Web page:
A topical issueThe Monitor of Well-being describes economic, ecological and social aspects of well-being. CBS examines well-being at household level, but also considers the Sustainable Development Goals of the United Nations. A year before the coronavirus pandemic struck, CBS had the idea of investigating the ‘resilience’ of the systems on which the Sustainable Development Goals are based. CBS researcher Edwin Horlings explains: ‘What would happen to the Sustainable Development Goals if, for example, the dikes were breached? Or if education came to a halt? This subject has become unexpectedly topical due to the current coronavirus crisis.’
ResilienceThe resilience dashboard answers questions on five themes that cast light on the extent to which our country would be able to absorb a shock. The first question is whether households in the Netherlands have sufficient buffers to maintain their livelihood in the event of a shock. The second question is how large the vulnerable groups are that would be the first to be affected in the event of a shock. Horlings adds: ‘The third question is the most important one and concerns the major systems: society, the economy and the biosphere. How resilient are they?’ The final questions relate to government power and dependencies between the Netherlands and the rest of the world.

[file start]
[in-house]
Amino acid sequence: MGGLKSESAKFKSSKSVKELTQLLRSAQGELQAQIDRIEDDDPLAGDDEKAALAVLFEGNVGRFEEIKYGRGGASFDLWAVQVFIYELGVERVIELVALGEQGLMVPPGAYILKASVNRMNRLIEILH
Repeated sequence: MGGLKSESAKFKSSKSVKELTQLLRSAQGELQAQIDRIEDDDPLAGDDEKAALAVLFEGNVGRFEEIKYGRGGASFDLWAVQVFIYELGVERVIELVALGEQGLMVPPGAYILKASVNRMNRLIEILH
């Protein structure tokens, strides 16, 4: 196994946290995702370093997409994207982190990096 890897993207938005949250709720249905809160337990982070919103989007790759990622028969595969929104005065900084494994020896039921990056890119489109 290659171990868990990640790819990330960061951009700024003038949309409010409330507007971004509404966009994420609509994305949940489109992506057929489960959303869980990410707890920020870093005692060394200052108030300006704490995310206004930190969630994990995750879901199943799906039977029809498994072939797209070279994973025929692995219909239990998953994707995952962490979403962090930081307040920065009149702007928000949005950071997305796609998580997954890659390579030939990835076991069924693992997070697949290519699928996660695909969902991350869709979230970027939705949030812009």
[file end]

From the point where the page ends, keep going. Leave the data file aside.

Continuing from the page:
Recovery periodResilience is not an absolute concept. The academic literature divides the concept into three components: first, preparation for a possible shock, for example strengthening the dikes; next, the depth of the shock itself, which depends on the base situation; finally, the recovery period in which life slowly returns to normal. These components are all covered in the Monitor. Horlings explains: ‘The question is whether the final component actually takes place: will things return entirely to normal or will adjustments be made that may provide better protection for the next shock?’
Predominantly positiveThe dashboard highlights trends indicating which vulnerable groups will be worst affected by a shock. These will include, for example, the 6 percent of people with the lowest incomes and the 26 percent of people with the lowest education level. Chronically ill people will also be less resilient.
The trends in resilience were predominantly positive when the coronavirus struck our country. In that regard the Netherlands was high in the international ranking, except in terms of the amount of natural space and dependence on energy imports (for example gas from Russia). ‘It will be interesting to see how resilience has fared if we measure it again next year,’ Horlings adds. ‘The shock wrought by the coronavirus on our society is profound and the recovery will probably take a long time. We’re already adapting. For example, you can see companies preparing to make a permanent switch to more homeworking.’
The dashboard highlights trends Indicating which vulnerable groups will be worst affected by a shock